A fast-paced genre mashup sure to find a cult following.

THE WITCH OWL PARLIAMENT

From the Clockwork Curandera series , Vol. 1

Mix Fullmetal Alchemist with steampunk in a fictionalized version of 19th-century Mexico, and you have Bowles and Raúl the Third’s new graphic series.

It’s 1865, and Cristina Franco is an apprentice curandera, or healer. The witch owls lay siege to the East Laredo train depot in the Republic of Santander, where she awaits her brother Enrique’s return, and despite the best efforts of her green magic, she is fatally wounded. All is not lost, however, as Enrique has been studying alchemy and engineering while he was away at university. He uses his new skills to bring Cristina back and creates mechanical limbs for her. Yet Cristina struggles with this blasphemy, knowing it will result in her expulsion from her curandera community just as the witch owls are rising to terrorize Santander. The pace is fast and clipped, with little time for worldbuilding; even brief flashback scenes can cause more confusion than clarity. Nevertheless, the combination of steampunk and cyberpunk genres in such a novel setting will appeal to many. Readers lacking a familiarity with the mestizo and Indigenous cultures of Mexico may be inspired to learn more in order to fully appreciate this work. Illustrated in black, red, and, occasionally, green ink on a background that mimics the sepia tones of old paper, the dramatic and expressive artwork and creative use of panels greatly enhance the reading experience.

A fast-paced genre mashup sure to find a cult following. (maps, author's note, sketches) (Graphic fantasy. 13-18)

Pub Date: Oct. 19, 2021

ISBN: 978-1-62014-592-0

Page Count: 112

Publisher: Tu Books

Review Posted Online: July 8, 2021

Kirkus Reviews Issue: Aug. 1, 2021

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A tsunami of emotions—sharp and heavy.

ARE YOU LISTENING?

Two women on the run from their pasts travel across west Texas.

Eighteen-year-old Bea runs away from home without a plan except escaping—until she crosses paths with 27-year-old Lou at a gas station on the way out of town. They share the same need to get away from all the people they know. Together, they embark on a road trip to Lou’s great-aunt’s house in San Angelo and then to return a lost cat to a mysterious town called West. However, the dark and foreboding Office of Road Inquiry pursues them in search of the cat in their possession. Walden (On a Sunbeam, 2018, etc.) crafts a story rich in metaphor about two gay women on a journey through trauma and grief. The unpredictable, shifting landscape in which lakes appear and roads change course encapsulates the treacherous and nonlinear path of healing. Complex panel layouts in dark tones and moody reds often bleed together, and stretches of silent art fit the heaviness of the tone. Background characters whose eyes are hidden add to the rising sense of anxiety throughout the story. In the midst of this intense atmosphere, Lou and Bea develop a moving bond and deep trust that allow Bea to open up to Lou. The resolution offers hope that both characters will continue to heal. Characters appear to be white.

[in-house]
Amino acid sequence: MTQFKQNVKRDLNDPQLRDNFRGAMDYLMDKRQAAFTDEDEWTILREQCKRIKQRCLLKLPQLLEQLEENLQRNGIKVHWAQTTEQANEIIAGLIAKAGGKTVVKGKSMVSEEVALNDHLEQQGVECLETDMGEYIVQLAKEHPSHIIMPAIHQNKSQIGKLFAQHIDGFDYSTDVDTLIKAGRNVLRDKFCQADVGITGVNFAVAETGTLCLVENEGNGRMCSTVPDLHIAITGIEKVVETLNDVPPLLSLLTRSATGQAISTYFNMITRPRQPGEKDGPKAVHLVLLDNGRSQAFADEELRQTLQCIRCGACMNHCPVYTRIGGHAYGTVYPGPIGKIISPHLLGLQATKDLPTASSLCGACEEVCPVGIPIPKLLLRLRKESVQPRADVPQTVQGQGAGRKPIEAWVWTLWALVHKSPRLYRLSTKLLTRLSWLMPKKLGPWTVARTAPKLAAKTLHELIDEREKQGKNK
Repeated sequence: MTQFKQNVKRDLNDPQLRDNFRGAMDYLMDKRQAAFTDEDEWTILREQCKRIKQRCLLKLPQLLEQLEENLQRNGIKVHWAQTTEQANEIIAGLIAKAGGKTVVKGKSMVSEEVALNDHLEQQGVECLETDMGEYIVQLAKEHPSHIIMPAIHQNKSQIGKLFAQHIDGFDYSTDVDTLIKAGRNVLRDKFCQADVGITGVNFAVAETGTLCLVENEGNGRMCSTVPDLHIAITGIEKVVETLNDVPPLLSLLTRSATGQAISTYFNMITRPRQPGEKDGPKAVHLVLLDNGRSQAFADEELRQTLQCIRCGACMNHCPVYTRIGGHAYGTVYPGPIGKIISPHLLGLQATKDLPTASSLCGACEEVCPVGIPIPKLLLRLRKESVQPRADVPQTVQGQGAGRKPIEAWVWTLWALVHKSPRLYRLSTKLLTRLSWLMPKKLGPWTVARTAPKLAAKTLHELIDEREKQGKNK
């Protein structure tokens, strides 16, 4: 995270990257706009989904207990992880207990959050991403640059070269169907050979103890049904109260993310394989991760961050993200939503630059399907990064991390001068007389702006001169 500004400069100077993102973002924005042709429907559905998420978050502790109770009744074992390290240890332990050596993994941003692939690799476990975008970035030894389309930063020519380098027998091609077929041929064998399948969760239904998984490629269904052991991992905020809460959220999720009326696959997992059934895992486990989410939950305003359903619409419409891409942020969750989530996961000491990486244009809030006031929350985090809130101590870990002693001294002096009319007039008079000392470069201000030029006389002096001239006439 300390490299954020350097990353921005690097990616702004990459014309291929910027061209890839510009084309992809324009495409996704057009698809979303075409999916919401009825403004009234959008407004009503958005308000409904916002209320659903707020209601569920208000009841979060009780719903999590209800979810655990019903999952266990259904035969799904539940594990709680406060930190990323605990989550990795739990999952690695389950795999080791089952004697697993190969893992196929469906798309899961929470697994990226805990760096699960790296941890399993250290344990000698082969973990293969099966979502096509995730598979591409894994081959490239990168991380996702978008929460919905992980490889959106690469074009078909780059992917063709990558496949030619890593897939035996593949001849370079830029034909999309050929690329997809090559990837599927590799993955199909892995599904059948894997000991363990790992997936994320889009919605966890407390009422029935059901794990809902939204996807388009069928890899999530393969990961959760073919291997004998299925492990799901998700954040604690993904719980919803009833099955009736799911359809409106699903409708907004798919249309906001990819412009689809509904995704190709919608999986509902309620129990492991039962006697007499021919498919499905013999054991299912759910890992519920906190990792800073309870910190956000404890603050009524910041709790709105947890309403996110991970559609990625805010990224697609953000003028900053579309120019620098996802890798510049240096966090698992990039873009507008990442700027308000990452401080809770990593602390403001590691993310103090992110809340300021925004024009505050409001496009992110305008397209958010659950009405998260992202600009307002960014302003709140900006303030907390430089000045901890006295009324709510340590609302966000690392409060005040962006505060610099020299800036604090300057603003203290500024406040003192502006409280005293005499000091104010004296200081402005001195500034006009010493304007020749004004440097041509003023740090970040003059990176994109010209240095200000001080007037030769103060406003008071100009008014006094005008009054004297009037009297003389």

A tsunami of emotions—sharp and heavy. (Graphic novel. 14-adult)

Pub Date: Sept. 10, 2019

ISBN: 978-1-250-20756-2

Page Count: 320

Publisher: First Second

Review Posted Online: June 23, 2019

Kirkus Reviews Issue: July 15, 2019

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An exciting look at girl power gone wrong.

SQUAD

New student Becca can hardly believe her luck when Arianna, Marley, and Amanda, who sit at the top of the Piedmont High School hierarchy, pick her to join their exclusive friend group.

She does her best to remain in their favor, taking cues from Marley and Amanda about how to go along with whatever Arianna requires of her. One night, the three girls arrive just in time to rescue Becca from being assaulted at a party, revealing themselves to be man-eating werewolves who target predatory boys. It doesn’t take much to convince Becca to join their ranks and help them enact vigilante justice. There is a price, however: a hunger that must be satisfied by consuming human flesh during the full moon. But the girls assure Becca that with the four of them looking out for each other the risk of discovery is low. The story highlights important topics, including internalized misogyny and codependent friendships. Becca yearns for the support and closeness that the squad offers, and this fuels her willingness to overlook their offenses—from microaggressions to murder—until things get out of control. The color illustrations are reminiscent of classic comics; the familiar normality of the everyday high school scenes portrayed stands in stark contrast to the werewolves’ meting out of justice. Becca is gay and Asian, Amanda is Black, and Marley and Arianna read as White.

An exciting look at girl power gone wrong. (Graphic paranormal. 13-18)

Pub Date: Oct. 5, 2021

ISBN: 978-0-06-294315-6

Page Count: 224

Publisher: Greenwillow Books

Review Posted Online: July 27, 2021

Kirkus Reviews Issue: Aug. 15, 2021

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